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Variation in germination of Clostridium difficile clinical isolates correlates to disease severity.
Carlson PE, Kaiser AM, McColm SA, Bauer JM, Young VB, Aronoff DM, Hanna PC
(2015) Anaerobe 33: 64-70
MeSH Terms: Clostridium difficile, Enterocolitis, Pseudomembranous, Humans, Severity of Illness Index, Spores, Bacterial
Show Abstract · Added June 2, 2017
Over the past two decades, Clostridium difficile infections have been increasing in both number and severity throughout the world. As with other spore forming bacteria, germination is a vital step in the life cycle of this pathogen. Studies have examined differences in sporulation and toxin production among a number of C. difficile clinical isolates; however, few have examined differences in germination and the relationship between this phenotype and disease severity. Here, over 100 C. difficile isolates from the University of Michigan Health System were examined for overall germination in response to various combinations of known germinants (taurocholate) and co-germinants (glycine and histidine). Significant variation was observed among isolates under all conditions tested. Isolates representing ribotype 014-020, which was the most frequently isolated ribotype at our hospital, exhibited increased germination in the presence of taurocholate and glycine when compared to isolates representing other ribotypes. Interestingly, isolates that caused severe disease exhibited significantly lower germination in response to minimal germination conditions (taurocholate only), indicating increased control over germination in these isolates. These data provide a broad picture of C. difficile isolate germination and indicate a role for precise control of germination in disease severity.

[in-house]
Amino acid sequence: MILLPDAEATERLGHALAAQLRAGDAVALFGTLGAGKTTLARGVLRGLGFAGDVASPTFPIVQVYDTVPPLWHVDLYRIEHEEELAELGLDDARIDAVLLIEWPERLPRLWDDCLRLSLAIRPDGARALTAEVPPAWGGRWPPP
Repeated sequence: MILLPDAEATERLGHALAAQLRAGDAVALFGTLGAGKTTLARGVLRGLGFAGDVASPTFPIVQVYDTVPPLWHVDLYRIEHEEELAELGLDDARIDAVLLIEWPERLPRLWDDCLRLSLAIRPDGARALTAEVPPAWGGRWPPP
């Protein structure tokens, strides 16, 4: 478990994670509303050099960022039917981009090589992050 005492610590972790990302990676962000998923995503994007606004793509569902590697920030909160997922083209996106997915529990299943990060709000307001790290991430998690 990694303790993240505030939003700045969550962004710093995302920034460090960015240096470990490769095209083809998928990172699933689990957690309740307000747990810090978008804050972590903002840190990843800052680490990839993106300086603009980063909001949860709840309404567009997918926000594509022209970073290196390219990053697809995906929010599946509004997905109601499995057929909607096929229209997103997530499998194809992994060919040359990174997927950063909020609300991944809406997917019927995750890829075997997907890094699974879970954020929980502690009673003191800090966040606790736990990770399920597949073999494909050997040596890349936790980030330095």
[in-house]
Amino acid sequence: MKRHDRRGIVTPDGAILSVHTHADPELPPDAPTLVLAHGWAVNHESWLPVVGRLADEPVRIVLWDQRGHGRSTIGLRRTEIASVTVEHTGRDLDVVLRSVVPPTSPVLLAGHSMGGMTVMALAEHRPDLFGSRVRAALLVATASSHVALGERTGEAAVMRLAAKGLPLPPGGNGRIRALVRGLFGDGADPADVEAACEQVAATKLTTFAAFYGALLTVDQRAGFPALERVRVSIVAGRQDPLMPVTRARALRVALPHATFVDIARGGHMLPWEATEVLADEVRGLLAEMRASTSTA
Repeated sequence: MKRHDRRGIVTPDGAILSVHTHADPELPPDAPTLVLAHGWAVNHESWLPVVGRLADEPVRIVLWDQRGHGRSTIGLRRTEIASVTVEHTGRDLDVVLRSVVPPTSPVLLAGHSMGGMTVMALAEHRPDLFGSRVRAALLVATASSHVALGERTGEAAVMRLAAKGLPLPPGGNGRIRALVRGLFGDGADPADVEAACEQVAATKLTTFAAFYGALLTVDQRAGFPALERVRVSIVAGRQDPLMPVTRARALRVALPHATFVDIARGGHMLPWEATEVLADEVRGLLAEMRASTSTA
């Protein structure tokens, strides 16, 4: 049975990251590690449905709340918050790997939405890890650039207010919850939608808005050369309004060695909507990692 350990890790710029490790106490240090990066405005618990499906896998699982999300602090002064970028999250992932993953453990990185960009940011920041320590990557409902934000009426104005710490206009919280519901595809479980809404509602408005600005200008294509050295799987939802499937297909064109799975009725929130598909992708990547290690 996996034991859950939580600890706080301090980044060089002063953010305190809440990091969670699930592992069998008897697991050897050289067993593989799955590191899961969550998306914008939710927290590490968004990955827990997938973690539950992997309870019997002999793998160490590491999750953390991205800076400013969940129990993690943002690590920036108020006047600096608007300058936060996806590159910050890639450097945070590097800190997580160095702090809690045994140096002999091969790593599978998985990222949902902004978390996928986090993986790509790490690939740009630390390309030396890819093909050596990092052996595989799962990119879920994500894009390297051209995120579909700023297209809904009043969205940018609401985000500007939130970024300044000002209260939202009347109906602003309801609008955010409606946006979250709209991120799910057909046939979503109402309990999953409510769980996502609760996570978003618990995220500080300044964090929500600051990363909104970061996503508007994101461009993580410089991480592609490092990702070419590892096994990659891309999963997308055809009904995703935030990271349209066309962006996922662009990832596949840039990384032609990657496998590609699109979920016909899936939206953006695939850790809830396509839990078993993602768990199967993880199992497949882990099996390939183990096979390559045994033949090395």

Copyright © 2015 Elsevier Ltd. All rights reserved.
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5 MeSH Terms
Infectious causes of necrotizing enterocolitis.
Coggins SA, Wynn JL, Weitkamp JH
(2015) Clin Perinatol 42: 133-54, ix
MeSH Terms: Bacterial Infections, Candidiasis, Enterocolitis, Necrotizing, Humans, Infant, Infant, Newborn, Infant, Premature, Virus Diseases
Show Abstract · Added October 16, 2015
Necrotizing enterocolitis (NEC) is the most common gastrointestinal emergency among premature infants. Although a large body of research has focused on understanding its pathogenesis, the exact mechanism has not been elucidated. Of particular interest is the potential causative role of infectious culprits in the development of NEC. A variety of reports describe bacterial, viral, and fungal infections occurring in association with NEC; however, no single organism has emerged as being definitively involved in NEC pathogenesis. In this review, the authors summarize the literature on infectious causes of NEC.
Copyright © 2015 Elsevier Inc. All rights reserved.
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8 MeSH Terms
Postoperative burden of hospital-acquired Clostridium difficile infection.
Abdelsattar ZM, Krapohl G, Alrahmani L, Banerjee M, Krell RW, Wong SL, Campbell DA, Aronoff DM, Hendren S
(2015) Infect Control Hosp Epidemiol 36: 40-6
MeSH Terms: Academic Medical Centers, Adult, Age Factors, Aged, Amputation, Clostridium difficile, Digestive System Surgical Procedures, Emergency Service, Hospital, Endocrine Surgical Procedures, Enterocolitis, Pseudomembranous, Female, Gynecologic Surgical Procedures, Hospitals, Community, Humans, Hypoalbuminemia, Immunosuppression, Incidence, Length of Stay, Lower Extremity, Male, Middle Aged, Patient Readmission, Postoperative Complications, Preoperative Period, Prospective Studies, Risk Factors, Sepsis
Show Abstract · Added June 2, 2017